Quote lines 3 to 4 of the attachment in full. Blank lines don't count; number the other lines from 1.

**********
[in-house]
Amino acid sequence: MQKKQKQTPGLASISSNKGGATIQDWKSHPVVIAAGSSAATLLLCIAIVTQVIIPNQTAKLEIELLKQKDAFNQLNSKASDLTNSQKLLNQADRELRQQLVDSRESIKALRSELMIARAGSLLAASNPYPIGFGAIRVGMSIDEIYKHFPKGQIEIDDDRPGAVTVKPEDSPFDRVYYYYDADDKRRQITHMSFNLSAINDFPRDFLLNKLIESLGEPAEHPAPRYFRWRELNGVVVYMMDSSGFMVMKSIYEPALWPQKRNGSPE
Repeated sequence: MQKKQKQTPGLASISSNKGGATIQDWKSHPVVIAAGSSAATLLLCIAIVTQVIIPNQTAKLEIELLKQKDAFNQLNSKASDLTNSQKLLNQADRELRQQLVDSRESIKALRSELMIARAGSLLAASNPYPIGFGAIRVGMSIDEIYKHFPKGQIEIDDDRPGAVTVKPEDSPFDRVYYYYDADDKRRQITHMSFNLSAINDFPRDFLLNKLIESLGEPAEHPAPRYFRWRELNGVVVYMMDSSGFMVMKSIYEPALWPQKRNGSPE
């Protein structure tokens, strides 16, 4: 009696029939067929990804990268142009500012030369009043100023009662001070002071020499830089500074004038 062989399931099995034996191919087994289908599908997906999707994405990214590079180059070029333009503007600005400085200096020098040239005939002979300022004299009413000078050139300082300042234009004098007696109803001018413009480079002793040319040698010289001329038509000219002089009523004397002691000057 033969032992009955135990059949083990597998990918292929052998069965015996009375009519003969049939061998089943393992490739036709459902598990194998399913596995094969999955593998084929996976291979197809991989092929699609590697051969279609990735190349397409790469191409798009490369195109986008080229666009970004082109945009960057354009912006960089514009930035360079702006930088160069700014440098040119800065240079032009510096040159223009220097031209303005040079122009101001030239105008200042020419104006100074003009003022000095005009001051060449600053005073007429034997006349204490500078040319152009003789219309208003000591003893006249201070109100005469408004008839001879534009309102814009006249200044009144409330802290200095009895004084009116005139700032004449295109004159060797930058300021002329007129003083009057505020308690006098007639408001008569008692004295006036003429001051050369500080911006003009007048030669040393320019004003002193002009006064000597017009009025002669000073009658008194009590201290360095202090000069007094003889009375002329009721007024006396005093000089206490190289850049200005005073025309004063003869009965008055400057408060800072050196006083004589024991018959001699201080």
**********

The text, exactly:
Repeated sequence: MQKKQKQTPGLASISSNKGGATIQDWKSHPVVIAAGSSAATLLLCIAIVTQVIIPNQTAKLEIELLKQKDAFNQLNSKASDLTNSQKLLNQADRELRQQLVDSRESIKALRSELMIARAGSLLAASNPYPIGFGAIRVGMSIDEIYKHFPKGQIEIDDDRPGAVTVKPEDSPFDRVYYYYDADDKRRQITHMSFNLSAINDFPRDFLLNKLIESLGEPAEHPAPRYFRWRELNGVVVYMMDSSGFMVMKSIYEPALWPQKRNGSPE
């Protein structure tokens, strides 16, 4: 009696029939067929990804990268142009500012030369009043100023009662001070002071020499830089500074004038 062989399931099995034996191919087994289908599908997906999707994405990214590079180059070029333009503007600005400085200096020098040239005939002979300022004299009413000078050139300082300042234009004098007696109803001018413009480079002793040319040698010289001329038509000219002089009523004397002691000057 033969032992009955135990059949083990597998990918292929052998069965015996009375009519003969049939061998089943393992490739036709459902598990194998399913596995094969999955593998084929996976291979197809991989092929699609590697051969279609990735190349397409790469191409798009490369195109986008080229666009970004082109945009960057354009912006960089514009930035360079702006930088160069700014440098040119800065240079032009510096040159223009220097031209303005040079122009101001030239105008200042020419104006100074003009003022000095005009001051060449600053005073007429034997006349204490500078040319152009003789219309208003000591003893006249201070109100005469408004008839001879534009309102814009006249200044009144409330802290200095009895004084009116005139700032004449295109004159060797930058300021002329007129003083009057505020308690006098007639408001008569008692004295006036003429001051050369500080911006003009007048030669040393320019004003002193002009006064000597017009009025002669000073009658008194009590201290360095202090000069007094003889009375002329009721007024006396005093000089206490190289850049200005005073025309004063003869009965008055400057408060800072050196006083004589024991018959001699201080």